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Trends Immunol. 2007 Sep;28(9):400-7. Epub 2007 Aug 6.

The emergence of neurotransmitters as immune modulators.

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  • 1Institut d'Investigacions Biomèdiques August Pi i Sunyer (IDIBAPS) and Department of Biochemistry and Molecular Biology, Faculty of Biology, Diagonal 645, University of Barcelona, 08028 Barcelona, Spain.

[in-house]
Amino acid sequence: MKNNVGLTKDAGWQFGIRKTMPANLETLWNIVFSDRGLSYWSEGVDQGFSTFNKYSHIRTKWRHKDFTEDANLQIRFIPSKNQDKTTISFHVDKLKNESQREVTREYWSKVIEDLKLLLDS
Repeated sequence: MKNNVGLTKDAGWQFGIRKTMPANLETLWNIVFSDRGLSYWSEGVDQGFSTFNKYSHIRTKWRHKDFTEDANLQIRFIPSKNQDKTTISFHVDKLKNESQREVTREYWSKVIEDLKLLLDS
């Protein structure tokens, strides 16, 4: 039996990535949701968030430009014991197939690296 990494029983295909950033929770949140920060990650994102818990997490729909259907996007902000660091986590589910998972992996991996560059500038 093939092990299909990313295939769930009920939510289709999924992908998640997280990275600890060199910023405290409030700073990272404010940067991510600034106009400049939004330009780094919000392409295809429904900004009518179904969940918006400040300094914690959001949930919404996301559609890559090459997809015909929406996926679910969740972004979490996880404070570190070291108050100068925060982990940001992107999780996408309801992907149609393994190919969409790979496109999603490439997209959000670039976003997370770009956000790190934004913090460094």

Initially, the idea that neurotransmitters could serve as immunomodulators emerged with the discovery that their release and diffusion from nervous tissue could lead to signaling through lymphocyte cell-surface receptors and the modulation of immune function. It is now evident that neurotransmitters can also be released from leukocytes and act as autocrine or paracrine modulators. Here, we review the data indicating that leukocytes synthesize and release 'neurotransmitters' and we also discuss the diverse effects that these compounds exert in a variety of immune cells. The role of neurotransmitters in immune-related diseases is also reviewed succinctly. Current and future developments in understanding the cross-talk between the immune and nervous systems will probably identify new avenues for treating immune-mediated diseases using agonists or antagonists of neurotransmitter receptors.

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